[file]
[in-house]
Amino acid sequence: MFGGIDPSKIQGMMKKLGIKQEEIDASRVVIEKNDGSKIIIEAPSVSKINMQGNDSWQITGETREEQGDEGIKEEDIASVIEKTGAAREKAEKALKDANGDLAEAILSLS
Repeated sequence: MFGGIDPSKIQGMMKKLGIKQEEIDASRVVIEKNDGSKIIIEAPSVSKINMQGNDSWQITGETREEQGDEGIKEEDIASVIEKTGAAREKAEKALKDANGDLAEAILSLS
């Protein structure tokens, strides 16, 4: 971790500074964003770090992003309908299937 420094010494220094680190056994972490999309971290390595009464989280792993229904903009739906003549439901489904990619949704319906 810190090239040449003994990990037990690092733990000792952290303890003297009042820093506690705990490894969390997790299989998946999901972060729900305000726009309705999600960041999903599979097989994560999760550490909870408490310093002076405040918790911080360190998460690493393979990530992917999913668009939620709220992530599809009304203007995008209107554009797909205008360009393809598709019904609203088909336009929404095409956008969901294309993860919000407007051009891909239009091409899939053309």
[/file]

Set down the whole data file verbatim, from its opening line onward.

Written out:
[in-house]
Amino acid sequence: MFGGIDPSKIQGMMKKLGIKQEEIDASRVVIEKNDGSKIIIEAPSVSKINMQGNDSWQITGETREEQGDEGIKEEDIASVIEKTGAAREKAEKALKDANGDLAEAILSLS
Repeated sequence: MFGGIDPSKIQGMMKKLGIKQEEIDASRVVIEKNDGSKIIIEAPSVSKINMQGNDSWQITGETREEQGDEGIKEEDIASVIEKTGAAREKAEKALKDANGDLAEAILSLS
């Protein structure tokens, strides 16, 4: 971790500074964003770090992003309908299937 420094010494220094680190056994972490999309971290390595009464989280792993229904903009739906003549439901489904990619949704319906 810190090239040449003994990990037990690092733990000792952290303890003297009042820093506690705990490894969390997790299989998946999901972060729900305000726009309705999600960041999903599979097989994560999760550490909870408490310093002076405040918790911080360190998460690493393979990530992917999913668009939620709220992530599809009304203007995008209107554009797909205008360009393809598709019904609203088909336009929404095409956008969901294309993860919000407007051009891909239009091409899939053309």